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Tracey Laorenza-Trask is the Editor of South of Heaven Press. In 2018, she partnered with Jim Marshall and co-edited The Resilient 9-1-1 Professional: A Comprehensive Guide to Surviving & Thriving Together in the 9-1-1 Center, a book that brought together an unprecedented group of subject matter experts in 9-1-1 emergency response, public-safety, mental health, organizational health, and pubic administration. Tracey also contributed as one of the authors to the book as well.


Tracey currently serves as the Administrative Operations Manager of the Public Safety Department at a community college in Massachusetts. She believes the continued education of dispatchers is vital to stay current with the latest developments within state and federal laws, latest technologies, latest happenings, and to keep their skills sharp. 


Tracey began her career in 9-1-1 in Michigan as a call-taker and radio operator in 1998. In 2000, she was promoted to Communications Training Officer (CTO). In 2002, Tracey became a working Shift Leader where her responsibilities included being the Terminal Agency Coordinator (TAC), back up Public Safety Answering Point (PSAP) coordinator, as well as a point of contact for the 800 MHz radio system. However, it was also during this time that she became responsible for overseeing the CTO program, which included the training of newly hired dispatchers as well as the continued education/training of current dispatchers. She routinely participated in writing and revising the CTO manual to continuously improve upon the training methods and material used to train new hires. It was her work with the CTO program and continuing education of current dispatchers that earned her the Civilian of the Year award for her department in 2003.


Tracey became a trainer for Macnlow and Associates from 2007-2009. During that time, she partnered in creating, writing, and teaching the training class, When the Caller is a Kid.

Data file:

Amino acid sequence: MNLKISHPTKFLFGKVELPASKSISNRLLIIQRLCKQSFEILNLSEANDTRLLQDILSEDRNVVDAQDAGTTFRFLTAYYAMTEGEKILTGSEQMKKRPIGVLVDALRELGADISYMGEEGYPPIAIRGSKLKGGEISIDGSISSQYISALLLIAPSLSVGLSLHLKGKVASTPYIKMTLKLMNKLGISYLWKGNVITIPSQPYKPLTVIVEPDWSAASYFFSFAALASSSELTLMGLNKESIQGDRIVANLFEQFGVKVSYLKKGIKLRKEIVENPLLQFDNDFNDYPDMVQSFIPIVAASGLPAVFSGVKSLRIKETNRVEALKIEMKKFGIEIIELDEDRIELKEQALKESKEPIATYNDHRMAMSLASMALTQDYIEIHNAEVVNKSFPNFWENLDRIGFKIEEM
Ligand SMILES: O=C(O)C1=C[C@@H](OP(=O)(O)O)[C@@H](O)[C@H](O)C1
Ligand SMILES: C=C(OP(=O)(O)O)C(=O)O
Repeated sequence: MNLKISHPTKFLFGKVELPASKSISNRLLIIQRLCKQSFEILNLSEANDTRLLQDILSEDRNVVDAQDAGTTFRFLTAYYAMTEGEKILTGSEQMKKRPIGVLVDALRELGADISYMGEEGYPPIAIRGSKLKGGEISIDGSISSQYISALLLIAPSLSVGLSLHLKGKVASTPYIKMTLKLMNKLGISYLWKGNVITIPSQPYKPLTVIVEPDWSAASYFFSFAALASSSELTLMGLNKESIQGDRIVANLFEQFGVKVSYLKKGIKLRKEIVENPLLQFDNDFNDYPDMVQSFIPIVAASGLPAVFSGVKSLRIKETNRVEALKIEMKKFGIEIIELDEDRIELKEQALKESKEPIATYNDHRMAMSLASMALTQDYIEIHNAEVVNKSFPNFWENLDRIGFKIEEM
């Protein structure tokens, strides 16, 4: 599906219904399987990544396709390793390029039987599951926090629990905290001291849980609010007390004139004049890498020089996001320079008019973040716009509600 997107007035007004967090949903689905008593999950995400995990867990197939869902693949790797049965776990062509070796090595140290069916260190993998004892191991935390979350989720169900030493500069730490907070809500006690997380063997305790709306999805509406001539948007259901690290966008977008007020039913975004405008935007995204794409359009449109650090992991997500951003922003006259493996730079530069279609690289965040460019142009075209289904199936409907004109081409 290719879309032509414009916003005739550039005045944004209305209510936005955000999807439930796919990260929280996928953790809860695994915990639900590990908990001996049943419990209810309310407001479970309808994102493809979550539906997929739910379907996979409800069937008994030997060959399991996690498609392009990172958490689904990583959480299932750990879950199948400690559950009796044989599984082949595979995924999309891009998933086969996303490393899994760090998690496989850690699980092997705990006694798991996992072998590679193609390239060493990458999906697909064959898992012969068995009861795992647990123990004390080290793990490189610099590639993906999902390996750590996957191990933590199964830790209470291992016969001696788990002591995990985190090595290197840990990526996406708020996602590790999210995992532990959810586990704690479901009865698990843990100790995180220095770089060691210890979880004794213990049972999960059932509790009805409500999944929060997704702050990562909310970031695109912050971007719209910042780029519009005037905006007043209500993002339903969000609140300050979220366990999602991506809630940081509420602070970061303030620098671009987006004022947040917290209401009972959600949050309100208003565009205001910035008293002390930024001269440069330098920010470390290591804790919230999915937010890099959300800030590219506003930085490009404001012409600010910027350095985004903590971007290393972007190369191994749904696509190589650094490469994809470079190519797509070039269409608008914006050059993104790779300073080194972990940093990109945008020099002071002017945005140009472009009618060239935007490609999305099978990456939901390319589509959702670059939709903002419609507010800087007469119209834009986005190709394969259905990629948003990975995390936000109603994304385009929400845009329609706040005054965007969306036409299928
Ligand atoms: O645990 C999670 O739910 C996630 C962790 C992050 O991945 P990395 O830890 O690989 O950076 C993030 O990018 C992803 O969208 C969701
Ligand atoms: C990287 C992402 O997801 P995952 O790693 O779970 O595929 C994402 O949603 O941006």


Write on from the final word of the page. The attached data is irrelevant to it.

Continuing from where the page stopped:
Tracey was also actively involved in the 9-1-1 Dispatch Academy at Oakland Community College from 2008-2016. Throughout the eight years Tracey spent at the academy, she was involved in all facets of the academy: orientation, interviewing potential candidates, creating classes at the outset of the academy and ultimately training.


Tracey returned to her home state of Massachusetts in 2016 where she began dispatching for a private college in Boston. She spent three years there and developed an eye for all things “Clery” related. The Jeanne Clery Disclosure of Campus Security Policy and Campus Crime Statistics Act (Clery Act) is the federal law that requires colleges and universities across the United States to disclose information about crime on and around their campuses. This became another avenue for Tracey to not only use her writing skills but allowed her to assist in creating training programs as required by the federal government, and work with multiple departments within the college to create safety and security practices for staff and students. 


In 2019, Tracey moved on to the community college where she is currently employed. She is responsible for all things related to communications, as well as compiling and writing the federally mandated Annual Security Report for the Clery Act. She is currently going through the process of becoming a nationally recognized certified Clery Compliance Officer (CCO) through the National Association of Clery Compliance Officers and Professionals (NACCOP).


Tracey holds a Master of Arts degree in English and Creative Writing and a Bachelor of Sciences degree in Criminal Justice.

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